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    Credit - the asset class to watch for the mid cycle

    Credit - the asset class to watch for the mid cycle

    December 09, 2021 Fixed income

    As the US recovery graduates from the 'early' to the 'mid' cycle, we expect growth to moderate from 'very high' to 'high'. As such, lower-rated credit may be the risk asset class to watch.

    Summary


    Equity market tailwinds are starting to moderate

    The fastest economic recovery in history, driven by unprecedented technical market support from the Federal Reserve (Fed) and the Treasury, has been kind to the highest risk ‘growth’ assets.

    As such, since the pandemic-downturn of March and April 2020, equity markets have had an excellent run.

    However, as we transition from the ‘early cycle’ phase of the recovery to the ‘mid cycle’, we believe growth will likely remain solid, but lower at the apex of the recovery. This may make for an increasingly positive relative value environment for higher yielding credit.

    The traditional 'mid cycle slowdown' explained

    History shows that equity markets tend to perform strongly following a downturn as the economy ‘bounces back’. However, as the economy’s ‘low hanging fruit’ gets plucked (e.g. the easy job gains from the post-COVID reopening), the pace of growth becomes harder to maintain.

    The transition to mid cycle tends to be when monetary stimulus is scaled back or withdrawn, as reflected by the Fed ‘tapering’ its asset purchases.

    In the past, equity markets have sometimes experienced pricing corrections and higher volatility as markets recalibrate to a new growth trajectory.

    Higher-yielding credit may therefore be the asset class to watch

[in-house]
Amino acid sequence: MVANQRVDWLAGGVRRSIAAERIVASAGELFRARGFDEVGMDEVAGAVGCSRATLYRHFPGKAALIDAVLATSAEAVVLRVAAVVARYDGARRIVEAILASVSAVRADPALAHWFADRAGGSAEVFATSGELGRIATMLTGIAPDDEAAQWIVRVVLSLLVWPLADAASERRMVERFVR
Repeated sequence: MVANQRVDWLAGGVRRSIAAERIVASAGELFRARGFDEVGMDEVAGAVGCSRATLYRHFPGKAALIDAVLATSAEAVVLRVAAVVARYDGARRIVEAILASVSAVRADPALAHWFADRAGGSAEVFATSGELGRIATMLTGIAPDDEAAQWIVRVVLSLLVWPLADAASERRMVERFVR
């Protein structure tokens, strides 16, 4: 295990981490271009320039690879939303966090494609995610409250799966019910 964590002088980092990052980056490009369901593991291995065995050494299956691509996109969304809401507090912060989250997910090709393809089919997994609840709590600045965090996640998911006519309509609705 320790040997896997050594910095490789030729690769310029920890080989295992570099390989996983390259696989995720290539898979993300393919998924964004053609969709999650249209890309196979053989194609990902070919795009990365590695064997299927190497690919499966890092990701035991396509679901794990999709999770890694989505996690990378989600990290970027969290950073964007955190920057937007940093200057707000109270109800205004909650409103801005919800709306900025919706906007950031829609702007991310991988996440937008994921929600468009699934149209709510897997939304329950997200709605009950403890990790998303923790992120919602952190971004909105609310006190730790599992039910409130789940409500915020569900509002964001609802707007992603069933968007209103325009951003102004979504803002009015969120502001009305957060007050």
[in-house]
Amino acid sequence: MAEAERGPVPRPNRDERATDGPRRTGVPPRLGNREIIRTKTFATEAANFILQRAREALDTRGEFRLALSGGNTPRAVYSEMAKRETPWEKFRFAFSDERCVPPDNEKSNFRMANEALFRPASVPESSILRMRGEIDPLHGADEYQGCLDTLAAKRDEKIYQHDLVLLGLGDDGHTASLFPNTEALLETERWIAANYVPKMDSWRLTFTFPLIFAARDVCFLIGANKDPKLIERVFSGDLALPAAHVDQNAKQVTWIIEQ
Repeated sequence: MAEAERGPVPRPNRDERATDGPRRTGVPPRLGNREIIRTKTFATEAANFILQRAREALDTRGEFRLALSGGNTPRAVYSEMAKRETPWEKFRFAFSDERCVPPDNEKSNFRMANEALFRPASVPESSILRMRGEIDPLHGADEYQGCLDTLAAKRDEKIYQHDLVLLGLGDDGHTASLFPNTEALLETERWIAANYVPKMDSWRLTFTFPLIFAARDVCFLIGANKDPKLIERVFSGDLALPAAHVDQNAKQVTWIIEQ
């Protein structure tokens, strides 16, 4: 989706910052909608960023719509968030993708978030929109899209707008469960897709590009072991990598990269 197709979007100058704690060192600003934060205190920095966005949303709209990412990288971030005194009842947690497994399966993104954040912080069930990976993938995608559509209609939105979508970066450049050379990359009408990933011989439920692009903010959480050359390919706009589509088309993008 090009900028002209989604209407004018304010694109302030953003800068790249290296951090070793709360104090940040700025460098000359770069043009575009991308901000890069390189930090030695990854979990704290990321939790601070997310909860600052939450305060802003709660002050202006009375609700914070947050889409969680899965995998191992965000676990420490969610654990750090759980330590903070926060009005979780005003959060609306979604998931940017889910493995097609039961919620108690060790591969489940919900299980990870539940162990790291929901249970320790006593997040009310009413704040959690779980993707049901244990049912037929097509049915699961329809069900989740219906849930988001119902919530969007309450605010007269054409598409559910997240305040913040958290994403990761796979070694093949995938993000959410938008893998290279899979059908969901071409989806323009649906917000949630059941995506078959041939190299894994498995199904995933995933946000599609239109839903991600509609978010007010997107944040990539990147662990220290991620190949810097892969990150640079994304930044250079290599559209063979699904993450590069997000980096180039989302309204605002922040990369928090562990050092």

High yield and lower-rated credit tend to look attractive mid cycle

    When economic growth moderates from high levels, higher yielding fixed income credit markets tend to perform best on an excess return basis (Figure 1).

    Figure 1: Moderating growth is the sweetspot for lower-rated credit1

    Moderating growth works well for credit investors because it implies continued revenue and earnings growth, allowing for companies to de-lever organically, which typically leads to improving credit metrics. The highest growth environments have actually historically been less compelling for high yield on an excess return basis, as they have tended to be early cycle periods in which rates tend to fall, propelling government bonds and equities more than high yield credit.

    Moderating growth tends to be less positive for equities, given the downward adjustment in growth expectations from ‘very high’ to merely ‘high’ levels.

    Three reasons we believe lower-rated credit may outperform high-grade credit in a moderating growth environment

    In our view, BBB and BB credits offer more compelling value than high grade credit (single A or above) in a moderating growth environment.

    1) Interest rate risk is less of an issue for BBBs and BBs

    High grade credit returns are often dominated by interest rate risks, and during the mid cycle is when monetary accommodation is typically scaled back or reversed.